After a single infusion of AMT-060 (an adeno-associated virus-5 vector [AAV5] carrying a corrected human factor IX [FIX] gene), patients with hemophilia B experienced increases in FIX activity and reductions in spontaneous bleeds, according to results of a phase I/II study published in Blood. Patients achieved these responses without developing detectable inhibitors or a T-cell response against the therapy, noted Wolfgang Miesbach, MD, PhD, of the University Hospital Frankfurt in Germany, and co-authors.
“Improvement of disease severity was observed in all participants and allowed the majority to discontinue FIX prophylaxis,” the authors wrote of the findings. These results further support the role of gene therapy in “correcting” hemophilia; at the 2017 ASH Annual Meeting, investigators reported the first successful gene therapy in hemophilia A.
This multinational, open-label, first-in-human, dose-escalation study included 10 adult male patients with either a severe FIX deficiency (defined as FIX <1%) or moderately severe FIX deficiency (defined as FIX 1-2%) and a severe bleeding phenotype. Nine participants had severe hemophilia B (FIX activity of <1.0 IU/dL), and one had moderate hemophilia B (FIX activity of 1.5 IU/dL). At the time of enrollment, nine patients previously received FIX prophylaxis, and one with severe hemophilia was using on-demand therapy as needed.
Dosing cohorts included:
- 5×1012 gc/kg (low dose; cohort 1; n=5; median age = 69 years; range = 35-72 years)
- 2×1013 gc/kg (high dose; cohort 2; n=5; median age = 35 years; range = 33-46 years)
Participants remained on their pre-study regimen of FIX prophylaxis after AMT-060 until six to 12 weeks post-treatment. If patients achieved FIX activity ≥2.0 IU/dL for at least two consecutive measurements, they were allowed to taper FIX replacement over a two-week period. If this FIX level was maintained, they were encouraged to withhold prophylaxis.
Patients in cohort 1 were generally older, had more severe arthropathy, and – despite prophylactic FIX (average = 4,000 IU weekly) – experienced more bleeds in the year prior to study entry, compared with cohort 2.
Patients prospectively reported bleeding and FIX consumption using an electronic diary. Diaries were reviewed at study visits (once-weekly in cohort 1 and twice-weekly in cohort 2 for up to 12 weeks, then every two weeks from weeks 12 to 26, and quarterly between six months and one year). Quarterly visits will continue until three years post-therapy, followed by twice-annual visits from years three to five. The study is ongoing, with a planned follow-up of five years.
—Wolfgang Miesbach, MD, PhD
As of November 8, 2016 (the planned interim analysis), three patients in each dosing cohort experienced 14 treatment-related adverse events (AEs). Four patients reported increased liver enzymes, three of whom were in cohort 2. Three serious AEs were reported: mild, asymptomatic elevations in liver enzymes; short, self-limiting fever in the first 24 hours post-treatment; and alanine transaminase elevation.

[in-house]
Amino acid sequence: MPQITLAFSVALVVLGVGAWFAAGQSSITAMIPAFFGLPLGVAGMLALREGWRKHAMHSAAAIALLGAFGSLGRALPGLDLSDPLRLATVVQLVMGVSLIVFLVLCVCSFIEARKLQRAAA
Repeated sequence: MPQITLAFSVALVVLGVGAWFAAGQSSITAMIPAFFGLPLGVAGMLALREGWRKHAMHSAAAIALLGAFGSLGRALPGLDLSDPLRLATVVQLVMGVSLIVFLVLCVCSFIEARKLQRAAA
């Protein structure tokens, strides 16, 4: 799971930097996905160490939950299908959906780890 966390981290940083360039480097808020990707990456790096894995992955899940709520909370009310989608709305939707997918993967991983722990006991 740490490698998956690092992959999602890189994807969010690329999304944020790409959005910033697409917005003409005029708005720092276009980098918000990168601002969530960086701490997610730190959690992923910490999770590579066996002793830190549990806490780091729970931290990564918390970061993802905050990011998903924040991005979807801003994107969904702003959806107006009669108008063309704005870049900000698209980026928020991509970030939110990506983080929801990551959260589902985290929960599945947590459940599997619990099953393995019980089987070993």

The mean endogenous FIX activity increased to 4.4 IU/dL (95% CI 1.5-7.3) in cohort 1 and to 6.9 IU/dL (95% CI 2.6-11.3) in cohort 2. “Following a single administration [of AMT-060], FIX activity increased to levels classified as mild in six [patients] and moderate in four participants,” the authors wrote, “and remained stable for the duration of follow-up.”
Treatment with AMT-060 reduced the need for FIX use by 81 percent in cohort 1 and by 73 percent in cohort 2, for an overall reduction of 79 percent.
Patients also experienced a lower mean annualized bleeding rate (ABR). In cohort 1, ABR decreased by 53 percent (from 9.8 to 4.6); in cohort 2, ABR decreased by 70 percent (from 3.0 to 0.9). The ABR was “still relatively high post-treatment” in cohort 1, the authors noted, which they said may be related to preexisting joint damage. “It will be of interest in this population whether continuing improvements in arthropathy and decrease of ABR will be observed with longer-term follow up,” they wrote. Mean annualized rate of traumatic bleeds remained stable in both cohorts.
The improvements in FIX activity and bleed rates allowed most patients who were receiving FIX prophylaxis (n=8/9) to discontinue, leading to “large reductions in annualized factor consumption from approximately 2.64 million to 563,507 IU,” the investigators concluded.
The researchers reported that treatment was well tolerated and effective, including in “those with low-titer antibodies, suggesting no likely impact of low-titer immunoglobulin (Ig) G or IgM on transduction, clinical effectiveness, or cellular immune response following treatment.”
The results are limited by the study’s small patient population, restricted range of doses studied, and lack of a comparator arm. In addition, pretreatment data were collected retrospectively and bleeding was patient-reported, which could have introduced bias. Variation in patient characteristics between the two cohorts (including older age, poorer bleed control, and more extensive joint damage in cohort 1) “makes direct comparison of clinical outcomes between the two [dosing] cohorts challenging,” the researchers added.
uniQure supported the study.
The corresponding authors report financial support from uniQure, Novo Nordisk, Bayer, Shire, Biotest, Pfizer, Octapharma, LFB, CSL Behring, Sobi, Biogen, BPL, Baxter, Sanquin, Boehringer Ingelheim, Bristol-Myers Squibb, and Aspen. uniQure provided editorial support for the original manuscript.
Miesbach W, Meijer K, Coppens M, et al. Gene therapy with adeno-associated virus vector 5-human factor IX in adults with hemophilia B. Blood. 2017 December 15. [Epub ahead of print]